Alter ego and joint spousal or common-law partner trusts (referred to here more simply as a “joint partner trust“) are unique types of trusts that can provide tax savings and estate planning benefits. In the right circumstances, they can be a useful tool for estate planning purposes. In this blog, I provide a brief overview of their features and some considerations about their use. You should speak with a professional advisor for more details.
Alter ego trusts and joint partner trusts have the following key characteristics (note that for simplicity, when I write “spouse” here I also am including common law partners).
- The trust is created during the lifetime of the settlor.
In other words, the trust cannot be created by a will.
- The settlor was 65 years or older at the time the trust was created.
The “settlor” is the person who creates a trust. He or she must be over the age of 65 when creating the trust.
- During the settlor’s lifetime (or the settlor and the spouse of the settlor, for a joint partner trust):
- the settlor (or the spouse of the settlor, for a joint partner trust) alone must be entitled to receive all of the income of the trust, and
- no person other than the settlor (or the spouse of the settlor, for a joint partner trust) can receive any income or capital from the trust.
For an alter ego trust, the settlor is the only person entitled to receive anything from the trust, while the settlor is still alive. For joint partner trusts, the settlor and the settlor’s spouse are the only individuals entitled to receive anything from the trust while either of them is alive.
- The settlor and the trust must be resident in Canada.
A person who is not resident in Canada cannot create an alter ego trust. Furthermore, the trust must remain resident in Canada.
Generally speaking, the residency of a trust is determined based on where the “central management and control” of the trust actually takes place. Therefore, a non-resident trustee should be avoided, including, for example, a child who is not resident in Canada.
- For joint partner trusts, both the settlor and the spouse of the settlor can contribute property to the trust.
The CRA has confirmed that two spouses can create a joint partner trust by jointly contributed property to the trust (to which no one else contributes). Subsequently, either spouse can continue to contribute property to the trust.
Alter ego trusts and joint partner trusts get special tax treatment. These features are as follows:
- No taxes are paid when property is transferred into an alter ego trust.
Normally when a person transfers assets into a trust, the assets are deemed to be disposed and any accrued capital gains taxes must be paid on those assets. By default, property transferred into an alter ego trust or joint partner trust does not result in a deemed disposition (although in some circumstances, the person transferring the funds can elect to opt out of this special tax treatment and pay taxes immediately).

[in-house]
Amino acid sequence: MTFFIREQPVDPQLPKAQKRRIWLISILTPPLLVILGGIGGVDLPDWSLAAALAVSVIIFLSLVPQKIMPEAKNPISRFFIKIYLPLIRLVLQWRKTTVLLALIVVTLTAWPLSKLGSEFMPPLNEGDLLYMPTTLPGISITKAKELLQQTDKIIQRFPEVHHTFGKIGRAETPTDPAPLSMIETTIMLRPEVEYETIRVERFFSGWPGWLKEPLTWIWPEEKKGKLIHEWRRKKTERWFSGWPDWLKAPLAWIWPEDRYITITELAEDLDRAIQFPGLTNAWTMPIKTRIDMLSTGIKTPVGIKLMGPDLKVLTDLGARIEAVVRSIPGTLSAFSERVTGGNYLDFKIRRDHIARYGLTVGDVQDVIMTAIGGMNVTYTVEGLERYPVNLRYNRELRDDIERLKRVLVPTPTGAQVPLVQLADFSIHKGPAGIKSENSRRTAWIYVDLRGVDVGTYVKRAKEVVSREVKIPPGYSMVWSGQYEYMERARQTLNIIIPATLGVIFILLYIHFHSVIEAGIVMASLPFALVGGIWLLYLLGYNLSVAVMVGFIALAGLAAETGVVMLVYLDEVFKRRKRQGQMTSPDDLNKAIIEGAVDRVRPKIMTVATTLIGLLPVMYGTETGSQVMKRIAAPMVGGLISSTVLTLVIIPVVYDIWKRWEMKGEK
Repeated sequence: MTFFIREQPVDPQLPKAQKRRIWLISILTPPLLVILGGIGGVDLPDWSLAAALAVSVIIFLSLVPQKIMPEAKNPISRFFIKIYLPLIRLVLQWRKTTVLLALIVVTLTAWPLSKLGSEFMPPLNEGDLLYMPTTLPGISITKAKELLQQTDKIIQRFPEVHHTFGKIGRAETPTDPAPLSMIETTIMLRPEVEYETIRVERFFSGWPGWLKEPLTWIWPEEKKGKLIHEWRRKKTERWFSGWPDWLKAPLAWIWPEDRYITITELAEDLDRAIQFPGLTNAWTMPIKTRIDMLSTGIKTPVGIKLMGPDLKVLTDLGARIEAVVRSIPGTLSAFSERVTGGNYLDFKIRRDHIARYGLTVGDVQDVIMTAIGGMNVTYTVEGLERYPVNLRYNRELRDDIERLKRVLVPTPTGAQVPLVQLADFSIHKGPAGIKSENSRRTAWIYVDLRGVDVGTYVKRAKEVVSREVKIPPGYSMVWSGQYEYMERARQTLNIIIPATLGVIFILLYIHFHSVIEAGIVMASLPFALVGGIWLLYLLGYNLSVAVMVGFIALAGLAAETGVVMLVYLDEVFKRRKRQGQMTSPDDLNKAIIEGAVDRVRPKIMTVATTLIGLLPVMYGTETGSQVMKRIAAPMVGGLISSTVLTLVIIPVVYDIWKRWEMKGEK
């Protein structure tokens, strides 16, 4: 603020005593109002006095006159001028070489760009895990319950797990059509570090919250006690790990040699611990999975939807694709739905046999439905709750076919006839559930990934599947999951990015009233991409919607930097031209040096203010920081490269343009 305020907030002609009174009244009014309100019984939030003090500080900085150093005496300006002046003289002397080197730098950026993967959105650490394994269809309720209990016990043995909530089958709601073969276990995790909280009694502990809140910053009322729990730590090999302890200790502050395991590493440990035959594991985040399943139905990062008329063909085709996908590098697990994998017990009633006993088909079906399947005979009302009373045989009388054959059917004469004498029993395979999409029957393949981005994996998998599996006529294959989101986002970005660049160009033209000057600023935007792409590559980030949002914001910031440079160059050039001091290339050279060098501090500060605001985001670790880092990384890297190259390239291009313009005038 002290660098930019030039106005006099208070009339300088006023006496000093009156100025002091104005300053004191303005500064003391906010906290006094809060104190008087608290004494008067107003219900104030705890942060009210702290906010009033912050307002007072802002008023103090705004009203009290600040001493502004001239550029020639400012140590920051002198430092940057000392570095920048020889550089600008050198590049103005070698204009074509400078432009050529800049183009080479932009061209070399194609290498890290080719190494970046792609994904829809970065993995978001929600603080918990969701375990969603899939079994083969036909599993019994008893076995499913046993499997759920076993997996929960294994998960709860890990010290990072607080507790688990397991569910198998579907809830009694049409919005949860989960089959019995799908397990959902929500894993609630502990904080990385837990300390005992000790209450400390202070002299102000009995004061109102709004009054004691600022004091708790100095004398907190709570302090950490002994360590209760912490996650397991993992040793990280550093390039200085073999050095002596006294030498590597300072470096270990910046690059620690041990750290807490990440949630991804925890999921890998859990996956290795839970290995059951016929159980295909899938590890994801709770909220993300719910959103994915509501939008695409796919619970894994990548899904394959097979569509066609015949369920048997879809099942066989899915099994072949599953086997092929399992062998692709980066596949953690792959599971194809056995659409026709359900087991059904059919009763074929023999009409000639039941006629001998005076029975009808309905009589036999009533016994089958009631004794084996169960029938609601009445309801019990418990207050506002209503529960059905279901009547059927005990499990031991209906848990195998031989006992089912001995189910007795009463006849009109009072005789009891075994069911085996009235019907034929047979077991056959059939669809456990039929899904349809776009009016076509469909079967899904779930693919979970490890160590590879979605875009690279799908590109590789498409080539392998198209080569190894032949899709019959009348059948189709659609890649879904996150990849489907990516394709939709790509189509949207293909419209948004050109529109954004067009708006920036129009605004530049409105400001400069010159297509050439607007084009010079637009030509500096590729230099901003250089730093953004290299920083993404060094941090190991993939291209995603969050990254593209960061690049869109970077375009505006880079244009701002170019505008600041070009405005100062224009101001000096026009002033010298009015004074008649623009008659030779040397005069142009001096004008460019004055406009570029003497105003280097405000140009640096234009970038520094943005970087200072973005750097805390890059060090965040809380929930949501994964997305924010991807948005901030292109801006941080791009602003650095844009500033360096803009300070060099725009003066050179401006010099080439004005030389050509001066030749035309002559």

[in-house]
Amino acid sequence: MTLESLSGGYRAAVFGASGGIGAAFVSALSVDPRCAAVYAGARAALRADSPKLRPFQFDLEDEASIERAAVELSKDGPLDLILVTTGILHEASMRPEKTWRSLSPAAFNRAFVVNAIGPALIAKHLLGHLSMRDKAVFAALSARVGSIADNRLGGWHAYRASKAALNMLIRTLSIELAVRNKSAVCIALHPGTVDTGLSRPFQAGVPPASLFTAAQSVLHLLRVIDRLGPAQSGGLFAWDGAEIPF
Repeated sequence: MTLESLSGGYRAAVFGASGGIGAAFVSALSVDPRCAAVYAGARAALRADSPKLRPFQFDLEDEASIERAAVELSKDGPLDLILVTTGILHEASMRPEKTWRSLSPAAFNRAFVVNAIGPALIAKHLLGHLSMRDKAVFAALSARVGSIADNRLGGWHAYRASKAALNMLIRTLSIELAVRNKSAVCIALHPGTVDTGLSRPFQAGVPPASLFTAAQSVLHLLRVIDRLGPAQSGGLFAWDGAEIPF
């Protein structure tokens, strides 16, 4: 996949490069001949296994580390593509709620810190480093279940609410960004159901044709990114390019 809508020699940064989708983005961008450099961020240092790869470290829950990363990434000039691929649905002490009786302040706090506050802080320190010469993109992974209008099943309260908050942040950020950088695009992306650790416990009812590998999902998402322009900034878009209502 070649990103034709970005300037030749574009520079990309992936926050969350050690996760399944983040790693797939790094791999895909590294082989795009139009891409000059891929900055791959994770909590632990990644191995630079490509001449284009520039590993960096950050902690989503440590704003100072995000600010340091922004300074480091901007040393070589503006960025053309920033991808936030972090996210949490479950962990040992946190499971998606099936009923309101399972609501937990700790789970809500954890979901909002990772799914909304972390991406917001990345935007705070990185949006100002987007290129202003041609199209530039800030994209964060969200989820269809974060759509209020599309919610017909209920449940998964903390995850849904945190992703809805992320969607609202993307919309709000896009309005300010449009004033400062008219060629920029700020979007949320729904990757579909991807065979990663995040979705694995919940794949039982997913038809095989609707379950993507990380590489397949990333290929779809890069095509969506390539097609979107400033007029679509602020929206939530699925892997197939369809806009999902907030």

- The 21-year deemed disposition rule does not apply.
Normally, a trust is deemed to have disposed of all of its assets on the 21st anniversary of the trust and therefore would have to pay taxes on any accrued gains in the trust. Alter ego trusts and joint partner trusts are an exception to this rule. Instead, the deemed disposition will occur for alter ego trusts on the death of the settlor, and for joint partner trusts on the death of the survivor of the settlor and the settlor’s spouse.
- The highest marginal rate applies to any taxable income generated in the trust.
This is of course not a helpful feature, and is similar to how other trusts are taxed (with a few exceptions). These trusts must pay taxes at the highest marginal rate. However, normally trust income is paid to the settlor or the settlor’s spouse, and is then taxed at their respective marginal rate.
Benefits and Drawbacks
Alter ego trusts and joint partner trusts are often used for estate planning and probate planning purposes. In Ontario, probate taxes are called “estate administration tax.” Because trust assets are no longer directly the settlor or contributor’s property, if a will must be submitted for probate, the assets of the trust are not part of the deceased person’s estate and probate tax does not need to be paid on those assets. Furthermore, because the trust continues to exist after the death of the settlor (or the settlor’s spouse), a probated will of the deceased person should not be required and the assets can be accessed more quickly. Finally, it can be helpful when capacity is at issue to have an alternate trustee act instead of someone under a power of attorney.
Other benefits can include privacy (the value of an estate must be listed on a probate application in Ontario, which is technically a public document) and creditor-proofing.
However, alter ego trusts and joint partner trusts have some drawbacks and therefore may not be advisable in all circumstances. This include increased complexity — conceptually, a trust is not a straightforward concept and can be difficult to understand. There also are additional expenses associated with the trust, including the initial setup and annual tax returns that will be required. There are also some negative tax implications, such as a potential mismatch on losses being applied against gains from the settlor’s personal assets and no access to the graduated rate estate rates.
If you are considering using an alter ego trust or joint partner trust or think you might benefit from one, you should talk to your lawyer or professional advisor.
A version of this article was originally published in Cidel’s Wealth Management blog.
This publication is intended for general purposes only and should not be relied upon as legal advice.